Rep. Trent Franks, R-Ariz., announced Friday that he is resigning from Congress effective immediately instead of waiting until the end of January.

Franks said Thursday he would leave next month after it emerged that he discussed surrogate parenthood with two female staffers — some reports said he asked them directly to be a surrogate mother. But in a Friday statement, Franks said his wife was admitted to a hospital Thursday night due to a recurring health issue and that Friday would be his last day as a sitting member of Congress.

"Last night, my wife was admitted to the hospital in Washington, D.C. due to an ongoing ailment," Franks said. "After discussing options with my family, we came to the conclusion that the best thing for our family now would be for me to tender my previous resignation effective today, December 8th, 2017."

Franks said he discussed surrogacy with his staff because he and his wife have suffered from infertility, and were looking to have a third child.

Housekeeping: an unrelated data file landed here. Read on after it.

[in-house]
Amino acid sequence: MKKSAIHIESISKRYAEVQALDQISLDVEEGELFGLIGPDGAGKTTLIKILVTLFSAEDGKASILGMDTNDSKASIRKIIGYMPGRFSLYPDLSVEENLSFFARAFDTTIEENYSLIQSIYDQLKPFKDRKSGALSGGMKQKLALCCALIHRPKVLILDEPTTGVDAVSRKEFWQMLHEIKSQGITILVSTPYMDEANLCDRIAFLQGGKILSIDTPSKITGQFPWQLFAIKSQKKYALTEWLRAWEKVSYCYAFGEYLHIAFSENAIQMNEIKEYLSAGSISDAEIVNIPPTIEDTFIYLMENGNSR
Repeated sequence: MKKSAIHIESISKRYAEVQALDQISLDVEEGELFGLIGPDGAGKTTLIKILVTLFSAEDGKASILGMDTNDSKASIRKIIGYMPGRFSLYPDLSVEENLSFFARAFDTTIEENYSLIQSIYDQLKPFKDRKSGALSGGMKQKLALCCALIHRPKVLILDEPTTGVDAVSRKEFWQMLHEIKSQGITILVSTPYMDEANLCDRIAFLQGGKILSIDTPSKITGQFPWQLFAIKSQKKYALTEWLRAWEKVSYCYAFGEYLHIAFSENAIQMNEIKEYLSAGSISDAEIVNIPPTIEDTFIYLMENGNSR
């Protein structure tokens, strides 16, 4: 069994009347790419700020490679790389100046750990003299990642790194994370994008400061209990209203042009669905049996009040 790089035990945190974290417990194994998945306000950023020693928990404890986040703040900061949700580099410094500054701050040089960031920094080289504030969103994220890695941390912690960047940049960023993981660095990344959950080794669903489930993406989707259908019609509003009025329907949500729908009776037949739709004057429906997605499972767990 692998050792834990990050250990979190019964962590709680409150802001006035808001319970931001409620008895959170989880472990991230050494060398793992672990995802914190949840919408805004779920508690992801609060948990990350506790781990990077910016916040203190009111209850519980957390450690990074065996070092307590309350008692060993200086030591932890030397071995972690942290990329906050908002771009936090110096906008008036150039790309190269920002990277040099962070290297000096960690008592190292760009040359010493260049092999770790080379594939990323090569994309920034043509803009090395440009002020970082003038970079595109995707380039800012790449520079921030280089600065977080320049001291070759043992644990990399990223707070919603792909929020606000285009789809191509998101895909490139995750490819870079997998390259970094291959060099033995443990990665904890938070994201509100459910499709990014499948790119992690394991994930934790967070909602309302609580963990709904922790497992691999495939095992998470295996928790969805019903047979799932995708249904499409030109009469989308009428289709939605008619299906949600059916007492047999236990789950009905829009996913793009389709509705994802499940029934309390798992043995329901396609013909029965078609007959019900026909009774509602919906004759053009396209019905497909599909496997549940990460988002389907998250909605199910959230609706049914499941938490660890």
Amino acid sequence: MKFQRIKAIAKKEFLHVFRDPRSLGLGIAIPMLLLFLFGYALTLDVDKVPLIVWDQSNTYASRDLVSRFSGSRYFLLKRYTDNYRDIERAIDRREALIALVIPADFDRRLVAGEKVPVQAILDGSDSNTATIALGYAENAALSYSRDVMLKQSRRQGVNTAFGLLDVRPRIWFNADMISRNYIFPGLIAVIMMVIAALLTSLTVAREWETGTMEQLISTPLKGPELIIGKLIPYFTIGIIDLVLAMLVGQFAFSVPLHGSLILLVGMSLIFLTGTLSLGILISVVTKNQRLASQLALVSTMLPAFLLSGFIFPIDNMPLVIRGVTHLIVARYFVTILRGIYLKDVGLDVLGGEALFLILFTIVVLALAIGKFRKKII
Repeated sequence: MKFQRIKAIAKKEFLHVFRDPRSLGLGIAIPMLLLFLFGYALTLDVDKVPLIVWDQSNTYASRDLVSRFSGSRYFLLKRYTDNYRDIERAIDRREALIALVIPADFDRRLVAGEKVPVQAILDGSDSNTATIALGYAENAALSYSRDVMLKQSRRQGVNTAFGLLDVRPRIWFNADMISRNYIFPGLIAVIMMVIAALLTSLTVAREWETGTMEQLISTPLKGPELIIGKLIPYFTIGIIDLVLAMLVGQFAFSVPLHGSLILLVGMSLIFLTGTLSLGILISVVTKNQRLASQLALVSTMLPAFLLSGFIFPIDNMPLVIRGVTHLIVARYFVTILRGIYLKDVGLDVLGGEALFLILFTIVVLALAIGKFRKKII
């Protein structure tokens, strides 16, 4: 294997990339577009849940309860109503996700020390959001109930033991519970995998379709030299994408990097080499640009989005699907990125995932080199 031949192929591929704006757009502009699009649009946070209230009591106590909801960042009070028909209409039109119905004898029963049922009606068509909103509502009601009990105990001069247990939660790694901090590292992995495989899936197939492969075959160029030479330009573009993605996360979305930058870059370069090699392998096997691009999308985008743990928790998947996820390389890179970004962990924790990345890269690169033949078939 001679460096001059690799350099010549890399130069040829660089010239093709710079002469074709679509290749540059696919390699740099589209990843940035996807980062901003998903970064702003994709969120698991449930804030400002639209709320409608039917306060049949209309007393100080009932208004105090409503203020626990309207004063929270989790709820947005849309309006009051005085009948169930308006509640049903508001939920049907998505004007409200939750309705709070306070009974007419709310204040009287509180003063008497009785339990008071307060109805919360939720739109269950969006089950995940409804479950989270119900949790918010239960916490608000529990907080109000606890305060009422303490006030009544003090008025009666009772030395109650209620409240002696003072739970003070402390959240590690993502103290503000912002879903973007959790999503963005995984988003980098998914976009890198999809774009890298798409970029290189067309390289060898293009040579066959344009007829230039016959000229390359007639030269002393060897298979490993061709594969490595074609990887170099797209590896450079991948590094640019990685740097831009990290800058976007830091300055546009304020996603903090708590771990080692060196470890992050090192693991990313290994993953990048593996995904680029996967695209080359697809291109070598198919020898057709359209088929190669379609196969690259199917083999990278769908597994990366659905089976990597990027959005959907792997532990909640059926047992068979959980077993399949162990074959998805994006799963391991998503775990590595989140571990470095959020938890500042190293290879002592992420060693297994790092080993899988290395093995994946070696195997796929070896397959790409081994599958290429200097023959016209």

"Due to my familiarity and experience with the process of surrogacy, I clearly became insensitive as to how the discussion of such an intensely personal topic might affect others," Franks said. "I have recently learned that the Ethics Committee is reviewing an inquiry regarding my discussion of surrogacy with two previous female subordinates, making each feel uncomfortable. I deeply regret that my discussion of this option and process in the workplace caused distress."

"But in the midst of this current cultural and media climate, I am deeply convinced I would be unable to complete a fair House Ethics investigation before distorted and sensationalized versions of this story would put me, my family, my staff, and my noble colleagues in the House of Representatives through hyperbolized public excoriation," Franks said, saying then that he would remain in Congress for most of the next two months. "It is with the greatest sadness, that for the sake of the causes I deeply love, I must now step back from the battle I have spent over three decades fighting."

Franks had served in Congress since 2003 and was a member of the House Freedom Caucus.